Presidential Candidates, Local Farmers Think About Future of Agriculture

Climate change is a hot topic. The warming of the planet creates an uncertain future for farmers and the security of our food sources.

According to reports from the International Panel on Climate Change, agriculture accounts for 25% of greenhouse gas emissions in the atmosphere.

Now, Pete Buttigieg, Cory Booker and Amy Klobuchar have all suggested programs to pay farmers to protect the soil by planting cover crops and reducing soil tilling. Other candidates, like Beto O’Rourke want to pay farmers to help take carbon out of the atmosphere.

Leelanau County vegetable farmer John Dindia says these are steps the industry needs to take to protect food sources for years to come.

“I definitely would love to see all farms incorporating cover crops and rotational plantings,” said Dindia. “The soil is the greatest carbon sink there is. Agricultural land is also extremely important because of how much carbon is stored in the soil.”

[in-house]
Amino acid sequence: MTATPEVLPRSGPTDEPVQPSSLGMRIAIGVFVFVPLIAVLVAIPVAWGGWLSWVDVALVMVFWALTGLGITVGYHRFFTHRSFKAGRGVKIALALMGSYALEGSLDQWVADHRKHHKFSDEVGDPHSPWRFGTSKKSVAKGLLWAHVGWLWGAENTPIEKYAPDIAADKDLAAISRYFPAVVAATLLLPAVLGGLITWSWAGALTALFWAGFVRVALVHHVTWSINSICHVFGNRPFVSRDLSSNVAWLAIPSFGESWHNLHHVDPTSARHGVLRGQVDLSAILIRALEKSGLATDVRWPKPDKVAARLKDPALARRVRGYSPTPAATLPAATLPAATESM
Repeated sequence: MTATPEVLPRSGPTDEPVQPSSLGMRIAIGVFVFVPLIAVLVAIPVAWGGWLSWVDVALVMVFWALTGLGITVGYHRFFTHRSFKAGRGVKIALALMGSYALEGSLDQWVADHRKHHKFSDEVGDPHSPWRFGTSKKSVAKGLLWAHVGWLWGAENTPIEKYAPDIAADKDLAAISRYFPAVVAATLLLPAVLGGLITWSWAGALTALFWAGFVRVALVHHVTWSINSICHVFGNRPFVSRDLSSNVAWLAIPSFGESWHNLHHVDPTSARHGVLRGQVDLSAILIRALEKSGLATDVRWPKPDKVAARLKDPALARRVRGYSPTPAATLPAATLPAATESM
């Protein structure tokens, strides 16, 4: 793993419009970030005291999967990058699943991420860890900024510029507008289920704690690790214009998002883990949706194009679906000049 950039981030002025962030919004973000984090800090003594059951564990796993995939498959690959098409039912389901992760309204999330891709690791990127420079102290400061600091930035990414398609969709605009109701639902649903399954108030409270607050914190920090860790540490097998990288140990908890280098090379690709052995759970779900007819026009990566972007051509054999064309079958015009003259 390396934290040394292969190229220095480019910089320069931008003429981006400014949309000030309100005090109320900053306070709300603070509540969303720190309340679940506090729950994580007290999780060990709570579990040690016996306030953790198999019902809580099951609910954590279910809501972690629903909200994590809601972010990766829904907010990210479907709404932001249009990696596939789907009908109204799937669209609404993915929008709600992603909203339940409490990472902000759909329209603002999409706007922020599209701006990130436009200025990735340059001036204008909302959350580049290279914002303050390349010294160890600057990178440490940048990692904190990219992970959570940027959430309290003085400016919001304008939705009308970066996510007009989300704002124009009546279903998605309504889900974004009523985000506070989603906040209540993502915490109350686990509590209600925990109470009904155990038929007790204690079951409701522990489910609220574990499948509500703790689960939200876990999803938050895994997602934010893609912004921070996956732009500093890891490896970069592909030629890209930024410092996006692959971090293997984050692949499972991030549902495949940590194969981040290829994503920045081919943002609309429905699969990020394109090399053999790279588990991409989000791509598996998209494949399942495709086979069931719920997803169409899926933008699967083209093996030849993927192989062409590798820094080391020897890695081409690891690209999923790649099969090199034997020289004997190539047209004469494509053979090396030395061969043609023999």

Dindia and his partner Bailey run Lakeview Hill Farm, and their operation is all organic and run by 100% renewable energy. His vegetable harvests are low impact and extremely sustainable.

“[Farmers] have the potential to destroy the environment as well as save the environment,” said Dindia. “We are the only way that we are going to reduce carbon in the atmosphere because it’s got to come out of the atmosphere and into something.”

He says no matter who is in charge, he’d love to see politicians, as well as consumers, demand more sustainable farming.

“We are going to need some support from everybody all the way from consumers to politicians,” said Dindia. “[Farmers] are not going to do it unless other people want it.”